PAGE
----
Should Investors Trust Equity Analysts?

Should Investors Trust Equity Analysts?

Xiaomin Guo (College of Business, Pacific University, Forest Grove, OR, USA)
Copyright: © 2015 |Pages: 17
DOI: 10.4018/IJBAN.2015040104

Abstract

This paper studies the holistic issue of the combination of analyst projection accuracy, diversity, and distribution. It first tracks the earnings per share and sales projections of a number of equity analysts for 17 representative U.S. companies using data from 1978 to 2012. It also compares the analysts' consensus of earnings per share, sales, rating, and price target zone to identify the degree of concentration among the opinions. It finds that the magnitudes and coefficient variations of projection errors are small, and the analysts' opinions are insignificantly diversified. Analysts' projections are not significantly skewed, but pessimistic opinions dominate. The results suggest that the projections issued by equity analysts are generally precise, and following their opinions is technically feasible. Analysts' mistakes are more due to inappropriate investment timing and less due to their abilities to pick firms with robust future performance.
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1. Introduction

In this study, I track the earnings per share (EPS) and sales projections of equity analysts to explore the precision of the whole analyst industry, rather than the performance of an individual. I also provide statistical measures of analysts’ consensus of EPS, sales, rating, and price target zone. I attempt to provide answers to three main questions: whether the projections of equity analysts are accurate; whether the standard deviations of the projections are too large to allow investors to find the general consensus opinion; and whether analysts share systematic bias.

The meanings of answering these questions are threefold. Firstly, the quality of analysis determines the profitability of investment recommendations and directly affects returns. Barber, Lehavy, McNichols, and Trueman (2001) prove such important role of equity analysts by showing that purchasing or selling short stocks with strong buy or sell consensus recommendations yields annual abnormal returns of at least 4%.Untiedtand Pidun (2013) prove that in corporate portfolio management, passive portfolio managers rely on the quality of analyst to a large extent. Kunz (2011) further documents that analysts are subject to their cognitive abilities in terms of perception and interpretation of the firm measurements.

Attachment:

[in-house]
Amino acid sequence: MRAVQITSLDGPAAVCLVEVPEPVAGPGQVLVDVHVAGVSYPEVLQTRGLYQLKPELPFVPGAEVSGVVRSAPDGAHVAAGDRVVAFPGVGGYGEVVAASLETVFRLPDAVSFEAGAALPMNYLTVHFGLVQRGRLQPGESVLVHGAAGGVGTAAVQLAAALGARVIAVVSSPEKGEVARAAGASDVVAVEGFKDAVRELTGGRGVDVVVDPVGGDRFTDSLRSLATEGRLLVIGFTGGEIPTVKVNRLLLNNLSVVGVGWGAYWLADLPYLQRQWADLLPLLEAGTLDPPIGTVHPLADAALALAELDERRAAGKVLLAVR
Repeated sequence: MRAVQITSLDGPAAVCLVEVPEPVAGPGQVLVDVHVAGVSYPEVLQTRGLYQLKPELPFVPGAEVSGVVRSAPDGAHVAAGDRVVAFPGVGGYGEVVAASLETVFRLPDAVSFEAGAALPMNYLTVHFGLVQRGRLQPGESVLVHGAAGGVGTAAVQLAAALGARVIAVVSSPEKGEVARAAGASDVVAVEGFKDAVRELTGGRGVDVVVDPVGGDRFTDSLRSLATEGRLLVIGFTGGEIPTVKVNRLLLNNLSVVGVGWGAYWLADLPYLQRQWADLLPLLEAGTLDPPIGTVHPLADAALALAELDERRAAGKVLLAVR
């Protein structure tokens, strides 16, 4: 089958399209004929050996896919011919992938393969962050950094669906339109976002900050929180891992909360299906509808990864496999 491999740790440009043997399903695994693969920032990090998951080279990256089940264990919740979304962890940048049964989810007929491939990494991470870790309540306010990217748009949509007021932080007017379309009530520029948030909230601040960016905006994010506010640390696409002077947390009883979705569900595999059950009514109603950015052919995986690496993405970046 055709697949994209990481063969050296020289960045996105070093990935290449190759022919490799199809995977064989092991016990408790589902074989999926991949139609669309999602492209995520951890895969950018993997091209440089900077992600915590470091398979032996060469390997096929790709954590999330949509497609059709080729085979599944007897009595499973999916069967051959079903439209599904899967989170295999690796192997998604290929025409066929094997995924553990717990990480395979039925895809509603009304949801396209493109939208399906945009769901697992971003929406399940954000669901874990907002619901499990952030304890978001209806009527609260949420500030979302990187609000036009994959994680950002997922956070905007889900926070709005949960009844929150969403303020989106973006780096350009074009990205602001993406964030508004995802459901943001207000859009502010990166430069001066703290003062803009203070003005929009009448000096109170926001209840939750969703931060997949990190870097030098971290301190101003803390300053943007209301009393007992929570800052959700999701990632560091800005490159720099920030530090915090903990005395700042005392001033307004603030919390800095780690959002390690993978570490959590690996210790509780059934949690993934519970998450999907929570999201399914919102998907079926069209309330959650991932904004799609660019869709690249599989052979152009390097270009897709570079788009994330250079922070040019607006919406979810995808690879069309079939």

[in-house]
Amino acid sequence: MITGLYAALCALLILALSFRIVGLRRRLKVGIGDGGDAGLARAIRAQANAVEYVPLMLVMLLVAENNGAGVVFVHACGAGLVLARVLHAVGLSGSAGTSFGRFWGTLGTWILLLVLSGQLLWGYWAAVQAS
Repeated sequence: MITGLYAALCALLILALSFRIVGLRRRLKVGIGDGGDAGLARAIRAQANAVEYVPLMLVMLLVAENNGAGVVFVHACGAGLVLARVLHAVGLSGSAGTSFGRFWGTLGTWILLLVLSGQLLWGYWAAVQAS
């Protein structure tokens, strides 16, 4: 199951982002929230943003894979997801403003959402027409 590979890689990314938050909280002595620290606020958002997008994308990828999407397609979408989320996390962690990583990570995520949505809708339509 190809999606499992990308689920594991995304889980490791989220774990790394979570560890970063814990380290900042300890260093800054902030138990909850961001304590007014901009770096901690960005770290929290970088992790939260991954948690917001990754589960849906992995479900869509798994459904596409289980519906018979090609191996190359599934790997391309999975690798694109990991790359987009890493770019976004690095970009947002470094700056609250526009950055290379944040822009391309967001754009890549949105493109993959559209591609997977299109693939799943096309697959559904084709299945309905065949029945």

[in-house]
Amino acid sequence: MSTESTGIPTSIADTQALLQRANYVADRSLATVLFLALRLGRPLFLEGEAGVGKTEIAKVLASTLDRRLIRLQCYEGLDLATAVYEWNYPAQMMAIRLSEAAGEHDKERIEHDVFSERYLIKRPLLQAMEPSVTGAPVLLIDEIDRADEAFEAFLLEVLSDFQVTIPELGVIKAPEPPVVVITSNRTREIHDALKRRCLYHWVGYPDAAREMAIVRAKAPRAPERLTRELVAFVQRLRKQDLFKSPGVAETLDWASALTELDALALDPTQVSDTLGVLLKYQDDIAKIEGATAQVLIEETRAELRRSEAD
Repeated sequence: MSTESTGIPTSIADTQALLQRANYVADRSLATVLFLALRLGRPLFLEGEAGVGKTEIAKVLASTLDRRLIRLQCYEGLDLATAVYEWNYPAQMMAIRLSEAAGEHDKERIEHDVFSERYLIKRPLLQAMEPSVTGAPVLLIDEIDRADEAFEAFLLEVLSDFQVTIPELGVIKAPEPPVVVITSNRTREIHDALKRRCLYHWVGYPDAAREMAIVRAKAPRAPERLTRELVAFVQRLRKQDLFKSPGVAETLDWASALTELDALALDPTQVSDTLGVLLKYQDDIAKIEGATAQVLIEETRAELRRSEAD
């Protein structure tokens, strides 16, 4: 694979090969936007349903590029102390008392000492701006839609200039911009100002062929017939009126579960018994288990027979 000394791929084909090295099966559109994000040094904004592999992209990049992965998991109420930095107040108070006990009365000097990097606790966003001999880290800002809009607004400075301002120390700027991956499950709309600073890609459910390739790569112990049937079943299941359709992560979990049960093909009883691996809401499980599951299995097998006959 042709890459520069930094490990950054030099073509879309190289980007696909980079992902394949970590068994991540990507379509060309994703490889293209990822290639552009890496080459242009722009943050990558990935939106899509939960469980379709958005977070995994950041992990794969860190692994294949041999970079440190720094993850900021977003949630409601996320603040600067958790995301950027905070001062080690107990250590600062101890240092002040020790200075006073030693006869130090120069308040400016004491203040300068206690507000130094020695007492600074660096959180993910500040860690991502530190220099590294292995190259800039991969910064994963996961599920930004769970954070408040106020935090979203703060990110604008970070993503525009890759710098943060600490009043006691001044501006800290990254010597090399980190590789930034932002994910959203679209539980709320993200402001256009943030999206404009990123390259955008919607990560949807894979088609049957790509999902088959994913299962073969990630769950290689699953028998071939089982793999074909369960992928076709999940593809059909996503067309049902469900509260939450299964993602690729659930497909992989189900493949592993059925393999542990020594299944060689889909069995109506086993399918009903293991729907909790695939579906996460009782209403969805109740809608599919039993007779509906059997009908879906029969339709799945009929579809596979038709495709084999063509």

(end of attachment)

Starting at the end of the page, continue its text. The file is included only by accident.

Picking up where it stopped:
Secondly, analyst opinions affect corporate capital structure and market environment. Gilson, Healy, Noe, and Palepu (2001) conclude that financial analysts with industry expertise can improve capital market intermediation function. Chang, Dasgupta, and Hilary (2006) provide evidence that firms covered by fewer analysts are less likely to issue equity compared with debt. At an earlier time, Moyer, Chatfield, and Sisneros (1989) support the role of analyst monitoring as an efficient device for controlling agency-related costs of debt and equity and as a response to the information demands of investors. Hall and Stanley (2012) also suggest that diversity and governance policies appear to have played only a modest role in explaining corporate performance, while analysts’ opinions can significantly affect the performance.

Thirdly, analyst projection interferes with the future equity returns by setting market expectation. Bhojraj, Hribar, Picconi, and McInnis (2009) show that the firms exceeding analyst forecasts can generate a short-term stock price benefit compared with firms that underperform forecasts. Kasznik and McNichols (2002) document that abnormal annual returns are significantly greater for firms meeting expectations and the market assigns a higher value to firms that meet expectations consistently. Fuchs and Sarstedt (2010) address that narrow samples in empirical management research are sufficient proof of the divergence between market expectation and practical implementation.

In the U.S. equity market, the pool of equity analyst is highly diversified in terms of expertise and experience. Numerous recommendations issued by stock analysts lead to the most common question: are they reliable? In fact, this question includes three concerns: the precision, the standard deviation, and the distribution pattern of analysts’ projections. Precision refers to the quality of analysts’ projections as a whole. However, even though the mean of analyst projections is accurate, a large projection standard deviation might confuse investors who are unsure about which individual analyst opinion they should follow. Furthermore, abnormal skewness and kurtosis of analyst opinions represent analyst irrationality and larger risk of following such opinions.

Some previous studies address the issue of analyst projection precision and conclude that analyst’s models produce better forecasts than naïve time series models, martingale, and submartingale models (Brown and Rozeff, 1978). Consistently, Unlu and Yan (2009) find that changes in aggregate analyst recommendations forecast future market excess returns and changes in industry-aggregated analyst recommendations predict future industry returns. However, these studies focus on the comparison among models, rather than track the projection and the true accounting value.

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